(Year 4, Week 9)

Monday morning the heroes sat down and watched as Lucille Ball and her partner in crime, Ethel, tried their hardest to wrap chocolate and make people laugh. The reaction from the heroes was priceless:

Lots of giggling and, “oh no’s!”

After the video played, the guide shared Lucy’s story. They heard of her hardships and being raised in her younger years by her step-grandmother. A woman who hated humor, mirrors and all things happiness related. They heard her tale of overcoming the hardships and always keeping humor in her back pocket. It was unheard of to have a woman owning a Hollywood studio and being the star of her own TV show. They were wide-eyed listening to the triumphs. The heroes were then asked the following:

What do you think was her biggest hardship to overcome?

Her rough childhood

Being a woman in the 50’s

Something else?

They discussed what they believe would be the hardest and then the tables were turned on them:

What is your biggest struggle, when it comes to reaching your goals?

Fear of failure?

Being made fun of?

Something else?

They discussed at length, their fears. Here were a few:

I am self-conscious of how I look.

I am terrified when people laugh at me.

Feeling left out breaks my heart.

The heroes then leaned into their strengths, they were challenged to think about the things that they loved about themselves. To think about how they can accept their flaws and love those flaws.

Come collaboration time, the guide shared a snippet of a letter she wrote to herself centering around self-compassion. The heroes were then challenged to write a letter to themselves. One that highlights their flaws and let’s them accept those flaws. One that celebrates their wholeness as humans, not just the good stuff they want the world to see. The nitty gritty. The anxiety, the worries. They were challenged to wrap it all up into a letter they could continue to go back to in the future. For the next thirty minutes, silence rippled through the studio, as they got to work writing to themselves.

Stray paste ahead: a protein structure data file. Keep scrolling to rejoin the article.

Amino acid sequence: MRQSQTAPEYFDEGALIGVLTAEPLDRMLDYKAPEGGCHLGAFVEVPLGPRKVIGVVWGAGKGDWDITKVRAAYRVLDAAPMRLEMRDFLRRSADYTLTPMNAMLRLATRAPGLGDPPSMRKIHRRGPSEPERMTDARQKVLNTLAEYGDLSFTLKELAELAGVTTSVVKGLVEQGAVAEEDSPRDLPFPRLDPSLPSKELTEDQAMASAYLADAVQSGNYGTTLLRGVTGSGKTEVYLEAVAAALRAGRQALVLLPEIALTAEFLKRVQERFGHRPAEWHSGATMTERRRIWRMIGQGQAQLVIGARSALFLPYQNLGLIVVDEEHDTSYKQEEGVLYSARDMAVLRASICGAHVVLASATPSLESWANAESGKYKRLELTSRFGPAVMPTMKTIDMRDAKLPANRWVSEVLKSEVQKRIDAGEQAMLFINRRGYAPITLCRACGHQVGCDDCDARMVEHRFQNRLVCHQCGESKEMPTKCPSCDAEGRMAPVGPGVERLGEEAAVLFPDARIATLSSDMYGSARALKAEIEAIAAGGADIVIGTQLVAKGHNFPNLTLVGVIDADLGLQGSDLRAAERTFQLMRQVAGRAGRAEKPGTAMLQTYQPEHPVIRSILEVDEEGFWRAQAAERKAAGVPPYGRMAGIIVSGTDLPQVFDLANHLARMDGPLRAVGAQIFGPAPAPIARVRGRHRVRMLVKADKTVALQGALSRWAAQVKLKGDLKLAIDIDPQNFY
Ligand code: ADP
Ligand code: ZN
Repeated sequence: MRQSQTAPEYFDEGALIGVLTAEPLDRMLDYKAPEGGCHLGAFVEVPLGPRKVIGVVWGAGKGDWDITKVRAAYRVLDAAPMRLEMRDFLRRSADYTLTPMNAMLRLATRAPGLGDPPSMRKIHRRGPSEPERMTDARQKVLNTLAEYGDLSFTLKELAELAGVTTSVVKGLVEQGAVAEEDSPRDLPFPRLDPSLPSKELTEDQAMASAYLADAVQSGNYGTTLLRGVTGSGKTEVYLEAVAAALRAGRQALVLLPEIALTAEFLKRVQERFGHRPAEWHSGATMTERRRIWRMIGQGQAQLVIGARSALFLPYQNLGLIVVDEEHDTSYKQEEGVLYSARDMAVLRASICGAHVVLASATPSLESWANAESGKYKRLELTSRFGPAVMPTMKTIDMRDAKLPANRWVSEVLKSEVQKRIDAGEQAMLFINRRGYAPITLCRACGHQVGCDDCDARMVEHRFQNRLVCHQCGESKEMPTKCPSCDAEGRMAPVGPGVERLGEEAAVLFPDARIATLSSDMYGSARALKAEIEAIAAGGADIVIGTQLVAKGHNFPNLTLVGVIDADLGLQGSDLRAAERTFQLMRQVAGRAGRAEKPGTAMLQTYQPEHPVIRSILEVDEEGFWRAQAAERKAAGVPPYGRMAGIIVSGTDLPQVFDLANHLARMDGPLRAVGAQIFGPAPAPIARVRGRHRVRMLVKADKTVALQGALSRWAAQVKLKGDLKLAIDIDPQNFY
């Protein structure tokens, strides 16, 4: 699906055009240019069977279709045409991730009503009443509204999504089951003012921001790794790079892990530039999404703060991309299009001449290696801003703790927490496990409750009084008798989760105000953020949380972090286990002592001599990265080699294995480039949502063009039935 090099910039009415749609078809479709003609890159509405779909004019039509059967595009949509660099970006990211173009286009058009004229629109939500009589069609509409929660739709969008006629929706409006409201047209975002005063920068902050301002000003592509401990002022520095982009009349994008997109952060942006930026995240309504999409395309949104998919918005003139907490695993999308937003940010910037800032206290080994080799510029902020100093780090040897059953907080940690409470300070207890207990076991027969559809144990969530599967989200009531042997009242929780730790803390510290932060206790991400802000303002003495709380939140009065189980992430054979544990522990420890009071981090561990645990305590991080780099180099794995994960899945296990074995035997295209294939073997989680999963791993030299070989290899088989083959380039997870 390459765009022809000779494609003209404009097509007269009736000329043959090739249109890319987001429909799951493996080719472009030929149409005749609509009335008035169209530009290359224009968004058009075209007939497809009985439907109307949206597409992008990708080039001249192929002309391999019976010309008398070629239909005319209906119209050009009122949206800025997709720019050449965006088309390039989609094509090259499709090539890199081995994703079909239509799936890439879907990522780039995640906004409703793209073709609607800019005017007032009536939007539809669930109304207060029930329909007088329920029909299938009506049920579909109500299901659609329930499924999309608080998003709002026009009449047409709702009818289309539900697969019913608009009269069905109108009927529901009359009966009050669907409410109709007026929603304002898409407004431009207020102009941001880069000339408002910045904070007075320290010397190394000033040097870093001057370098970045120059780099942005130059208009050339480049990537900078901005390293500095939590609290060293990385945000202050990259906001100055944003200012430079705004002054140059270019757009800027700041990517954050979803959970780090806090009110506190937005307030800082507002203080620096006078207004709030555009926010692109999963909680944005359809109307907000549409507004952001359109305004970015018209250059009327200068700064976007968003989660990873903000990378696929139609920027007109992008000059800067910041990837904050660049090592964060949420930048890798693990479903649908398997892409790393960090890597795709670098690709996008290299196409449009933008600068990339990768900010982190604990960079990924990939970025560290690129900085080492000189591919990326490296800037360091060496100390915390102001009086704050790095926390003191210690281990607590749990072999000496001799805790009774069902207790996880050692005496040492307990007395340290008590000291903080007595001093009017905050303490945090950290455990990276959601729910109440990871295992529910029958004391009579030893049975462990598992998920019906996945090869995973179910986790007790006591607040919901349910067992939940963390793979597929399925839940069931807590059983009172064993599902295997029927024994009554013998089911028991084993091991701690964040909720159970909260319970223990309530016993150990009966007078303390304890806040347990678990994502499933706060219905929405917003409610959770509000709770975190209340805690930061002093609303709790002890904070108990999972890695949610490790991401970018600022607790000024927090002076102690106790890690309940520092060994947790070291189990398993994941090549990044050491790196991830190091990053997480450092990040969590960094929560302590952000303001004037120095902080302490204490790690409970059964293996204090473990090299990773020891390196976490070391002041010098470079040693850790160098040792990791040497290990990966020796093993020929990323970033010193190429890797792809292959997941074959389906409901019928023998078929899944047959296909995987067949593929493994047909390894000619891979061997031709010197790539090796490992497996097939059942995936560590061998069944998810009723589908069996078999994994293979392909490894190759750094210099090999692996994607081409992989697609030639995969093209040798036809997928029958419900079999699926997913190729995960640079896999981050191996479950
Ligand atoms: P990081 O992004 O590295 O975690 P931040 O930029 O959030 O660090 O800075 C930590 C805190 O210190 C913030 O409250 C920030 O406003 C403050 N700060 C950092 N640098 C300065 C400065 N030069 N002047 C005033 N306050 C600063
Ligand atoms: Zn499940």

Intentionality and chaos ebb and flow throughout the studio. As talked about previously, morning time is usually a very quiet time where heroes are buckled down getting to work. During collaboration, between 10:30–11:15, the energy is high and low depending on the day and what is going on.

Sometimes on those high energy days, it can be hard to pull back. It can be hard to remember that the chaos is part of learning and that even if they aren’t buckled down on points, they are in fact, learning. During collaboration during the week heroes were working on conflict resolutions, building out their clubs and even gathered around watching an impromptu comedy show.

One special moment, observed by the guide, was when there was a bit of chaos. There were heroes trying to hold each other accountable, some distracting and the intentional time was low. Through the chaos, one hero could be seen on the floor, working diligently on her Spooky Story, completely wrapped up in her own thoughts and world. At the end of collaboration she walked up to the guide and showed her the finished product. Her Spooky Story! The guide asked,

“Wow, how were you able to maintain focus when it appeared to be so loud?”

“Because I love what I’m writing! I didn’t even notice anyone else.”

The heroes were in week four of their quest progress. It was crunch time during the week and a lot of heroes were feeling the pain of procrastination. One of the challenges was to make clear instructions. This proved to be much harder than some anticipated. They created their instructions, finished their games and it was time to have fellow heroes test out their creation. The following comments were heard,

“I literally have no idea how to play your game.”

“What does this mean?”

“How do I move the character? This doesn’t make sense.”

Tough stuff. It’s hard to work on something for four weeks for people to not understand how to do it. Yet, there is magic in warm-cool-warm feedback. If the heroes didn’t receive feedback from one another, they might get to exhibition and be completely unaware of their mishaps. The heroes have a knack for honesty and they really value feedback time. It gives them an opportunity to make corrections and they learn how to use their time more wisely.